Let the grilling begin. Try our recipes for Grilled Herb Chicken and Grilled Asparagus.
It may well be a prehistoric throwback, but it seems that to the male of the species, an open fire and charring meat out of doors go together like Hockey Night in Canada and a six-pack.
With June being the official kickoff for barbecue buffs, here are some tips to ensure you have a healthy and safe season.
Any time a protein-rich food is blackened, carcinogens are produced. This occurs when meat is roasted in the oven, fried on top of the stove, or barbecued over an open flame. Most novice barbecuers cook on high heat and go far beyond blacken–closer to charcoal.
To reduce this carbon overload, it’s important to marinate any protein that goes on the grill with ingredients that are high in antioxidants, such as lemon juice, extra-virgin olive oil, garlic, and fresh or dried herbs. Follow this by cooking on medium–not high–heat.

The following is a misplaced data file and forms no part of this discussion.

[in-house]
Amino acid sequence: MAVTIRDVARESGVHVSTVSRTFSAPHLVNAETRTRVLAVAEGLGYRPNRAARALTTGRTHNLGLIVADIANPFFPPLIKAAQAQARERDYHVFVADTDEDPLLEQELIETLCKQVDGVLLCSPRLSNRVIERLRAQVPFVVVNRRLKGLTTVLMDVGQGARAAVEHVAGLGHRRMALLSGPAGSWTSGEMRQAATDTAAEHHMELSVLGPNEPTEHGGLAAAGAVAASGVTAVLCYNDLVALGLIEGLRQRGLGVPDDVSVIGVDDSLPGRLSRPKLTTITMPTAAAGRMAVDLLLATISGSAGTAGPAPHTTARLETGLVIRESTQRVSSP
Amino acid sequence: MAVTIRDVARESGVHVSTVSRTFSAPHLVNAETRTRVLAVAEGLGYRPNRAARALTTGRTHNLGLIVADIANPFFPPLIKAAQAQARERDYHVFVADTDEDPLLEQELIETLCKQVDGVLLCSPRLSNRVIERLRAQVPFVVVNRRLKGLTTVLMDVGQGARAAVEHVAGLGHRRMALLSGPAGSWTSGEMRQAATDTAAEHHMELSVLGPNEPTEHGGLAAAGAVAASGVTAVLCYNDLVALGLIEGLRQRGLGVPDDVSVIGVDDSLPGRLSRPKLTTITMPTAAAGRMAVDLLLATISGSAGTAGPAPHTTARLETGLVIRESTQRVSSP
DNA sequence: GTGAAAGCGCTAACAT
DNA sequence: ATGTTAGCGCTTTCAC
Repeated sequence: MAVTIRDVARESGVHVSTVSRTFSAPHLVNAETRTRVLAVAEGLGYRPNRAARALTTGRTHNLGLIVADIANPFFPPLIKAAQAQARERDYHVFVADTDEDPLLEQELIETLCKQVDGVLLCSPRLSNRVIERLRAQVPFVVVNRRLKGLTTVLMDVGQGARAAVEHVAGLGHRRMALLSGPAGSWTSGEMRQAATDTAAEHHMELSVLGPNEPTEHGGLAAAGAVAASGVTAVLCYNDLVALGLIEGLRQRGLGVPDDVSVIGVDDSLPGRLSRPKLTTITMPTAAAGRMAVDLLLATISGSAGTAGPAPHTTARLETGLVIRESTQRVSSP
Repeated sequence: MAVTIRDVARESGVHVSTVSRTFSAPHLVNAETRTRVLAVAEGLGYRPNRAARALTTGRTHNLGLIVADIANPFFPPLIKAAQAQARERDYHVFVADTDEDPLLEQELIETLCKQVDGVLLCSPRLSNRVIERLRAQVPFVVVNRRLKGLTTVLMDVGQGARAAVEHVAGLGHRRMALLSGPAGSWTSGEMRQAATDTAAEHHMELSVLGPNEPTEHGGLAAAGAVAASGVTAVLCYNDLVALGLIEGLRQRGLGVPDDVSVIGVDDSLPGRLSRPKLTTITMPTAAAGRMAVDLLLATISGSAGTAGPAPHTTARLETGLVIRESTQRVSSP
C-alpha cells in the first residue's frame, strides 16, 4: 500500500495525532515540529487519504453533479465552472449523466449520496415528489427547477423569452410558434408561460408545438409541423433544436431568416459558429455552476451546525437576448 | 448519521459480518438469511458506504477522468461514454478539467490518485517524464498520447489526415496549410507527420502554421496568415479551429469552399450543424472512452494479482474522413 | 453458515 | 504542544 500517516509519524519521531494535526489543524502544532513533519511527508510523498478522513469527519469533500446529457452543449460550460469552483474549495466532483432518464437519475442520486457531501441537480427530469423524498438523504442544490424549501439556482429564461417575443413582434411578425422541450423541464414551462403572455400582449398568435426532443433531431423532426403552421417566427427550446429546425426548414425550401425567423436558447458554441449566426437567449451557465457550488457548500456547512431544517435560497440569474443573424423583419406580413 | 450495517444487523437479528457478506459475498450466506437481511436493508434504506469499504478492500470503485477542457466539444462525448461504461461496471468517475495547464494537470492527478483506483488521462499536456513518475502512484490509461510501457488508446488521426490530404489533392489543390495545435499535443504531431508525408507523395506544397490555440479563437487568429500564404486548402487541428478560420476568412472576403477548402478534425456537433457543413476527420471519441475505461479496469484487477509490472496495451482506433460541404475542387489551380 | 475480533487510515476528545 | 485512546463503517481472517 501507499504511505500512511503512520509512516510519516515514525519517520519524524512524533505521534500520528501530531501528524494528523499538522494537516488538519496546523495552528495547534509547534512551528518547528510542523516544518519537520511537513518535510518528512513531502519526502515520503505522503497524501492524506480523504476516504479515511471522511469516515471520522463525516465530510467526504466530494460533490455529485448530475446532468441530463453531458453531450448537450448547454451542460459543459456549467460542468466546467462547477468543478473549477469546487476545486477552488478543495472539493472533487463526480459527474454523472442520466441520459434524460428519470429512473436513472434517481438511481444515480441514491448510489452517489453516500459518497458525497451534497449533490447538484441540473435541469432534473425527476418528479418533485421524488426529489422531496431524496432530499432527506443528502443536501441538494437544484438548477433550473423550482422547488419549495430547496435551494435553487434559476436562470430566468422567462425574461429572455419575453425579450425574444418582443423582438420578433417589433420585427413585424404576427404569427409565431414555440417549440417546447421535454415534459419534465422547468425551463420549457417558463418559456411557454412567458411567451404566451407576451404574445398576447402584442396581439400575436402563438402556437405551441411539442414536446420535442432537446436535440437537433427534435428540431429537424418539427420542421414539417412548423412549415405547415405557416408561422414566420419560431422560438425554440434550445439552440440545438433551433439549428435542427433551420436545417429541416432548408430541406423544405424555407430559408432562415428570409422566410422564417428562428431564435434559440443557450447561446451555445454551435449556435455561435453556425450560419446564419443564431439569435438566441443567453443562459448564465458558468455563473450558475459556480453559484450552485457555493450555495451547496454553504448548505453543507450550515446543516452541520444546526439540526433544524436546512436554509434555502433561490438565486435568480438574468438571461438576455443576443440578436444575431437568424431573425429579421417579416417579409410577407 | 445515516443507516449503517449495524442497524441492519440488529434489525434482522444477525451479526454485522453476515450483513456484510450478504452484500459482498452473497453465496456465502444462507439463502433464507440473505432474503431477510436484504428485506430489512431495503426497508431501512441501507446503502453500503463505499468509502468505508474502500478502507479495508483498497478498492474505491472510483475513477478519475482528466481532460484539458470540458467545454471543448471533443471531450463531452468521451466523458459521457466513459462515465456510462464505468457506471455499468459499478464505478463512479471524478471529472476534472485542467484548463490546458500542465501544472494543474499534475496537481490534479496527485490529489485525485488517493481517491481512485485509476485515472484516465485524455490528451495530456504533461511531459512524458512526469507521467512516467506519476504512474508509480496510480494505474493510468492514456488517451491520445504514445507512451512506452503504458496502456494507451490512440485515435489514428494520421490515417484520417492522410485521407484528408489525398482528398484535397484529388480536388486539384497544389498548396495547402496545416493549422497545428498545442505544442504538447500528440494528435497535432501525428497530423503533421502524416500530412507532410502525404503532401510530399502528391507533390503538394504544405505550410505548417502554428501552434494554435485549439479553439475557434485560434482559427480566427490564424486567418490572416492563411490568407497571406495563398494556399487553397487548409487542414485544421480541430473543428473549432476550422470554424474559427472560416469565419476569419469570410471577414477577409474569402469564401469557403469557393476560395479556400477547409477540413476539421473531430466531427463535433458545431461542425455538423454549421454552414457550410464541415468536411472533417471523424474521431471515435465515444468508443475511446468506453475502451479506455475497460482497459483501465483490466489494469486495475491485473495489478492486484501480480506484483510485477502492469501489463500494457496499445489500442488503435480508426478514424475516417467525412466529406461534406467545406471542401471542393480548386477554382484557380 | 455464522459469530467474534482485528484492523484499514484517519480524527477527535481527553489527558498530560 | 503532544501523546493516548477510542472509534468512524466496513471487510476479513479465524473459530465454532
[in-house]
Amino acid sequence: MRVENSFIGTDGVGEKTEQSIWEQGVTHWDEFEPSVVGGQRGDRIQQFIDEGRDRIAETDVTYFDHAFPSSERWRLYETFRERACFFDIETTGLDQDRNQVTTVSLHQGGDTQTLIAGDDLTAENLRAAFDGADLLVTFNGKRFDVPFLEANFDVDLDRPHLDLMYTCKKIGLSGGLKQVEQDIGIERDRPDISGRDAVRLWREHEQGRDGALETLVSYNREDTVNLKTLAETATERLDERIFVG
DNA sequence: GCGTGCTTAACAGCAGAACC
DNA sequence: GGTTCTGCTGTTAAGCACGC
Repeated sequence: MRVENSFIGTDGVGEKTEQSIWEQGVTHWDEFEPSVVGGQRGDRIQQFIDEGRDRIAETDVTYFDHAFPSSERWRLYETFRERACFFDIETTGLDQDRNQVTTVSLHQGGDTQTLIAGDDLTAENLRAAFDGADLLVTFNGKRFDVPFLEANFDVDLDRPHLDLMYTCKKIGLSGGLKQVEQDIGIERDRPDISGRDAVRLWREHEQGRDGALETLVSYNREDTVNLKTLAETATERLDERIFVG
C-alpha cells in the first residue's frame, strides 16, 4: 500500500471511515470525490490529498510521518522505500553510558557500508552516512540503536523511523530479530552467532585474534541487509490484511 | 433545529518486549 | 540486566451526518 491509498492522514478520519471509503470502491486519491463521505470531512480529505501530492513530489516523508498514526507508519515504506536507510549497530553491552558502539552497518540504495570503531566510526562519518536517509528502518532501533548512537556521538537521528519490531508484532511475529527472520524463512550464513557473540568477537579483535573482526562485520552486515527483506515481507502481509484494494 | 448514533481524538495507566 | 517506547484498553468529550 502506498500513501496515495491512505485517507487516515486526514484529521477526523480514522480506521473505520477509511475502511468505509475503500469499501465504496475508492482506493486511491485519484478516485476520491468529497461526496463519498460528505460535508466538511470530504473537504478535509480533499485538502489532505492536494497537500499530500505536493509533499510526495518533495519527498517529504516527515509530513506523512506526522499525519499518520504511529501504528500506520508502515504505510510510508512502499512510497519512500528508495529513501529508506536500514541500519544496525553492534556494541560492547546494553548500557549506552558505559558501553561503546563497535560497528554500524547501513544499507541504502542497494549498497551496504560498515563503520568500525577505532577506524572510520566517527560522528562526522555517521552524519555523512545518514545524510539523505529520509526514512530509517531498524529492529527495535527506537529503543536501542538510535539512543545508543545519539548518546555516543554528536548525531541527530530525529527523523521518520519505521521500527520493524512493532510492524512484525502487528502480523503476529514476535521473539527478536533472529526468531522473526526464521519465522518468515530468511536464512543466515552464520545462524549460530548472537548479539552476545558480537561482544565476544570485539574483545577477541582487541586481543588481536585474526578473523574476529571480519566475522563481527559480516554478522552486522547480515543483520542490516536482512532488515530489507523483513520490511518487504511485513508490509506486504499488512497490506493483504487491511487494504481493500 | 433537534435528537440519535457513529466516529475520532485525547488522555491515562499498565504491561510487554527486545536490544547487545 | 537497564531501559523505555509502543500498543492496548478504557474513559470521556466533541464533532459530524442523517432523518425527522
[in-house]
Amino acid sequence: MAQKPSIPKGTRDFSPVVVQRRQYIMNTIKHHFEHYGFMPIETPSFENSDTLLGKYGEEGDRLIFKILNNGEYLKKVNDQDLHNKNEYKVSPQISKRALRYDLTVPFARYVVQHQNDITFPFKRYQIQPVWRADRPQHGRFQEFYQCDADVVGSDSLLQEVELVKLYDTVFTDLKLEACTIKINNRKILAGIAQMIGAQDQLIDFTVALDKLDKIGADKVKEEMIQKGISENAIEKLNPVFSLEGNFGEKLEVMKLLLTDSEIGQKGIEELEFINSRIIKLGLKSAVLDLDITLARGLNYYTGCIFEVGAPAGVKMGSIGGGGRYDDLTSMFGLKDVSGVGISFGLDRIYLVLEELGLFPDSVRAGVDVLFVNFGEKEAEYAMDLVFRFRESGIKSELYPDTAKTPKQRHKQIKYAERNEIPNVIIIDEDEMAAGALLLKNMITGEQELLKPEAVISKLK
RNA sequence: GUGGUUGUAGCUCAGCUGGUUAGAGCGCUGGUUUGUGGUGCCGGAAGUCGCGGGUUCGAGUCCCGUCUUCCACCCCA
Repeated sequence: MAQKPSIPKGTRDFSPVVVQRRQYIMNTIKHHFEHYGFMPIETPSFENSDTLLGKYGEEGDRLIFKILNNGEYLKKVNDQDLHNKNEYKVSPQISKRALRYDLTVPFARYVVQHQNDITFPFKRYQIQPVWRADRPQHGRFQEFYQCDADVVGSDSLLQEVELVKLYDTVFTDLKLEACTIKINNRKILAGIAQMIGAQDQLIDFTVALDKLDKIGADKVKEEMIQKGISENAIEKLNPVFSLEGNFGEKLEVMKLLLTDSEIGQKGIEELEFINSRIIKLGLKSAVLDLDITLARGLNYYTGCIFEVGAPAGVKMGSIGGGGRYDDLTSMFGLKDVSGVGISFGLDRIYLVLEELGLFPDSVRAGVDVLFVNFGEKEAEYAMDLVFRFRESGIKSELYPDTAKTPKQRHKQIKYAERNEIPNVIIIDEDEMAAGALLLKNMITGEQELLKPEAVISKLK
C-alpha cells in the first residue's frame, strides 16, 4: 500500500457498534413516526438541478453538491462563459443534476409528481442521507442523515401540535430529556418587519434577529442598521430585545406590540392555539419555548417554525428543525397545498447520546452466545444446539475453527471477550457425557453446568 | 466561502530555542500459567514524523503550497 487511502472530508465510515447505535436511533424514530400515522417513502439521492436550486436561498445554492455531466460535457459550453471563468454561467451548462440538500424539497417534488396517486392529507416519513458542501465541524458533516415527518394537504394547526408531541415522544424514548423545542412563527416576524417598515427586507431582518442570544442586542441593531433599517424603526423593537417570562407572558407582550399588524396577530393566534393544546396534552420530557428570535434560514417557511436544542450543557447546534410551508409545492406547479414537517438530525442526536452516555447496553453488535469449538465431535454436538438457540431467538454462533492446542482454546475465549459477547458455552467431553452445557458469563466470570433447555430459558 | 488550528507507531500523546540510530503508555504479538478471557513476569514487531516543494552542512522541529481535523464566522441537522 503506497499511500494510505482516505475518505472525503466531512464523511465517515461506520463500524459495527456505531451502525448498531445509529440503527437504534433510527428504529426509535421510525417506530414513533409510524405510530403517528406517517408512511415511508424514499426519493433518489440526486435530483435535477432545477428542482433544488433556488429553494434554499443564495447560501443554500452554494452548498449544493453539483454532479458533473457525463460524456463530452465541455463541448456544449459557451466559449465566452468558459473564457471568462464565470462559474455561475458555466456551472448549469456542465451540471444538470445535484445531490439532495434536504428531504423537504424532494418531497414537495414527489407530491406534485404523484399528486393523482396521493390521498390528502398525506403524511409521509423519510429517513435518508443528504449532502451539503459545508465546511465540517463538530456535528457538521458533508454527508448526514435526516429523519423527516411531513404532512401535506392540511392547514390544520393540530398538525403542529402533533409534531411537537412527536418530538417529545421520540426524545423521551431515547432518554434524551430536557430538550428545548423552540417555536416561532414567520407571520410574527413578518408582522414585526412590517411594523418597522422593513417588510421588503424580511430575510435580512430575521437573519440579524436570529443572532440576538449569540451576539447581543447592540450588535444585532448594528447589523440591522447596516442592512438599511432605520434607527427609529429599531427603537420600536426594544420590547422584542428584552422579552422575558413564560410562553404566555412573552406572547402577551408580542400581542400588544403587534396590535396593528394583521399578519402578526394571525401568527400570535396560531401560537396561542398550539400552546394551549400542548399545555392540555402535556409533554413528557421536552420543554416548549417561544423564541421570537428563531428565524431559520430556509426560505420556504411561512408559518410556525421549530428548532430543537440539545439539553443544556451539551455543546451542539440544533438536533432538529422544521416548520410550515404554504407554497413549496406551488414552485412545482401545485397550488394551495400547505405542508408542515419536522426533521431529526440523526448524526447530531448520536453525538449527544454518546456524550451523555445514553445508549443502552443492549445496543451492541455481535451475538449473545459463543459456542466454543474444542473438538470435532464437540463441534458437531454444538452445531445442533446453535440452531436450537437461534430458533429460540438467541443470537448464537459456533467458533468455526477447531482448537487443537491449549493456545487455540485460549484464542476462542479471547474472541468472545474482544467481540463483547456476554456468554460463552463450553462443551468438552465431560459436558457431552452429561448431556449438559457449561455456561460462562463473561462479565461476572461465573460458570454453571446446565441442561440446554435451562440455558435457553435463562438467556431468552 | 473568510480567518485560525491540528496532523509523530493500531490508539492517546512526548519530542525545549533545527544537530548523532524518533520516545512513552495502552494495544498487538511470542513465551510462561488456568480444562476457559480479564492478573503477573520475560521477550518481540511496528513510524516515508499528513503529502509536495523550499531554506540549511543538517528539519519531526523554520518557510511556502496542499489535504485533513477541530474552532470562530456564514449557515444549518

BBQ Food Safety
Keep your grill clean by superheating barbecue after cooking to burn off excess food, and then scrape off debris.
Wash hands before and after handling raw or cooked meat.
Use a clean plate to place cooked meat on; raw and cooked don’t go together.
When cooking meat, fish, poultry, or pork, test for doneness by using a food-grade thermometer.
Q: Which type of barbecue is better, charcoal or gas?
A: From a health standpoint, it’s better to cook over gas. The extra smoke from charcoal can produce more carcinogens.
Q: Lid up or down?
A: Barbecues are really outdoor ovens, so cook with the lid down.